In this work, we present a newly designed experimental set-up to infuse helium in UO2 samples. The objective of the presented activity is to carry out experiments aimed at investigating helium behaviour in nuclear fuel, measuring its key properties such as diffusivity and solubility. The proposed experimental set-up consists of a laser-heated autoclave (continuous-wave 4.5 kW Nd:YAG laser at 1064 nm) that can operate at pressures up to 400 MPa. The high temperature that can be achieved combined with the effect of the high pressure allow a very fast saturation of the sample, up to the helium solubility limit, in only a few hours. The laser beam passing through a sapphire window placed on the upper part of the autoclave hits the sample and heats it up to around 850°C, temperature that ensures the achievement of the helium solubility limit but minimizes the risk of grain growth. In fact, the main feature of the samples used in this experiment consists in their grain size. The samples are disks of sintered UO2 characterized by nanometric grain size (down to about 100-50 nm) used in order to assess the effect of the presence of numerous grain boundaries. This aspect becomes technologically relevant if one considers the microstructure of nuclear fuel irradiated at current discharge burnups where the so-called high burnup structure (HBS) is formed. Moreover, the laser spot size exceeds that of the sample and in order to reduce temperature gradients between the sample and the crucible we have designed and manufactured a custom sample holder made of the same material as the sample itself. The tailored sample holder consists of a zirconia piece, acting as a thermal barrier, topped by a UO2 disk with a central recess in which the UO2 sample is positioned. In addition, the temperature is measured by an infrared pyrometer facing the sample surface and aligned along the same optical axis as the laser beam. After the infusion, we measured quantitatively the helium release from the UO2 sample in a Laser Knudsen Cell (LKC) by means of the Quantitative Gas Measurements System (Q-GAMES) developed at the JRC.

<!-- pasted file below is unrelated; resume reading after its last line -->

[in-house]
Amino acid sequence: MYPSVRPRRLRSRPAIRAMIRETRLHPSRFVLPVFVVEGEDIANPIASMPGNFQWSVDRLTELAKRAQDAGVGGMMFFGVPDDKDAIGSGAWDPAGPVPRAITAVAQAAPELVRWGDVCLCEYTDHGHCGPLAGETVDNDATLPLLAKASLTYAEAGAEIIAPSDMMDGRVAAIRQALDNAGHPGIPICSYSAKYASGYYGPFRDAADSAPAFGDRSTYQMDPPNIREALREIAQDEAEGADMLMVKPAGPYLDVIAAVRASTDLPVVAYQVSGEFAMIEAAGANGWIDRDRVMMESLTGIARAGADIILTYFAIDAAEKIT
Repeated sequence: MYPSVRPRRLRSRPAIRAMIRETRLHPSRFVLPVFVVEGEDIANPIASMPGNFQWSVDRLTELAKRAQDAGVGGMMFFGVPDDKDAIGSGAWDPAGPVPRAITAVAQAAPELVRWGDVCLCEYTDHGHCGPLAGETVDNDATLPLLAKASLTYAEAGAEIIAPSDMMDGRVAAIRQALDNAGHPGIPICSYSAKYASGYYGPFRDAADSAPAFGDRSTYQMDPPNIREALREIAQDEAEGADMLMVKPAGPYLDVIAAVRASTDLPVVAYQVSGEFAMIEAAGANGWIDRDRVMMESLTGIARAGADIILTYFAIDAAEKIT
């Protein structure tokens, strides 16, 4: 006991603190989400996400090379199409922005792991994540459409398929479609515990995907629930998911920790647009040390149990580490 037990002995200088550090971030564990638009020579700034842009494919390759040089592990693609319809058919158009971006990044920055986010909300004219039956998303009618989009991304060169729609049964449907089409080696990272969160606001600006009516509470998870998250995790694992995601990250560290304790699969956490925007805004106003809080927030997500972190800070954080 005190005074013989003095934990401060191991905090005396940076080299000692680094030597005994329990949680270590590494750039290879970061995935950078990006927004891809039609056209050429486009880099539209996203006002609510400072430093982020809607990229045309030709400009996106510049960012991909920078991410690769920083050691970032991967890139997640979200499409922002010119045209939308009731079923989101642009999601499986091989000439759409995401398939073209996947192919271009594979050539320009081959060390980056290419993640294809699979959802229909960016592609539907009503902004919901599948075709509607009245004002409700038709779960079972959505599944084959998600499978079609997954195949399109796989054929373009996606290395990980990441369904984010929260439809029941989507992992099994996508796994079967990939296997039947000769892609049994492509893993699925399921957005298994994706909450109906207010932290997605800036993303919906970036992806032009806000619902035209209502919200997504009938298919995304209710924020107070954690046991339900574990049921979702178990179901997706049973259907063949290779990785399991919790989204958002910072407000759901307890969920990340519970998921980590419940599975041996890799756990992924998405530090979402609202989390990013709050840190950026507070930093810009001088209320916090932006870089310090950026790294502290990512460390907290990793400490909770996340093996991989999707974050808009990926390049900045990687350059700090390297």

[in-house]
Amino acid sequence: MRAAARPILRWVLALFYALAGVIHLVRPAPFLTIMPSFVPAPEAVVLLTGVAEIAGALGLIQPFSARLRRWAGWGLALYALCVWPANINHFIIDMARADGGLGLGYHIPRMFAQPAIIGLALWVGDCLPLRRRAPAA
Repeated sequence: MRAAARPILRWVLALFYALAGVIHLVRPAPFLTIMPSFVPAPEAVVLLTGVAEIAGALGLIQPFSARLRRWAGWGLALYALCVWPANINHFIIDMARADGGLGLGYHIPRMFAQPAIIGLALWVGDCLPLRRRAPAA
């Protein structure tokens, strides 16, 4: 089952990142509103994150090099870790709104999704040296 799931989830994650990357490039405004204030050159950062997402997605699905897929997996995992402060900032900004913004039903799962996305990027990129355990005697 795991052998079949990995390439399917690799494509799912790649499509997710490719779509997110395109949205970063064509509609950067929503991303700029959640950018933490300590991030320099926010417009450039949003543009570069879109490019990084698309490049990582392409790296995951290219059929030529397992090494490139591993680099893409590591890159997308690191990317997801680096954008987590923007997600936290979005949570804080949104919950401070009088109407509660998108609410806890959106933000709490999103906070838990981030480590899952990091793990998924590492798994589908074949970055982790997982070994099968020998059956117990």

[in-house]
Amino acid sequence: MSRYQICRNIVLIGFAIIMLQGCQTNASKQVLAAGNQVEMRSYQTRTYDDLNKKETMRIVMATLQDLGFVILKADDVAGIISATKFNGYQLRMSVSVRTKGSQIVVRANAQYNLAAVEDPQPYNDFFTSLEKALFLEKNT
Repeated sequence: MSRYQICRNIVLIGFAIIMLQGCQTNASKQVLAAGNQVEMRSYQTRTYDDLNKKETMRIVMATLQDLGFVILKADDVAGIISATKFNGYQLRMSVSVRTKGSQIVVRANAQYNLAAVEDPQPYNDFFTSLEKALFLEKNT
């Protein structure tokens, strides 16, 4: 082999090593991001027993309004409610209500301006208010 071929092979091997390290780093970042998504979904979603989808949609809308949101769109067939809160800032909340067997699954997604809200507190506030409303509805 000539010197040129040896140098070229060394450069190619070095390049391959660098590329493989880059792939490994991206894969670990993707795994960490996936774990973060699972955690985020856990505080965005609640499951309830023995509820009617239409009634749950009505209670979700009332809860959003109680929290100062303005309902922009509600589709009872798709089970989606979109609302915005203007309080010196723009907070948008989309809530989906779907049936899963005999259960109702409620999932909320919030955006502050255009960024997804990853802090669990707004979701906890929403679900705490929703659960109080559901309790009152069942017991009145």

Lastly, the experimental results obtained have been used for a preliminary validation of a new physics-based model developed for describing the helium behaviour in oxide nuclear fuel, accounting for its production, solubility and diffusivity. The verification and validation of this new comprehensive model have been performed in SCIANTIX that is a stand-alone code developed at POLIMI for the simulation of separate-effect test experiments, and will be used to improve fuel performance codes such as TRANSURANUS.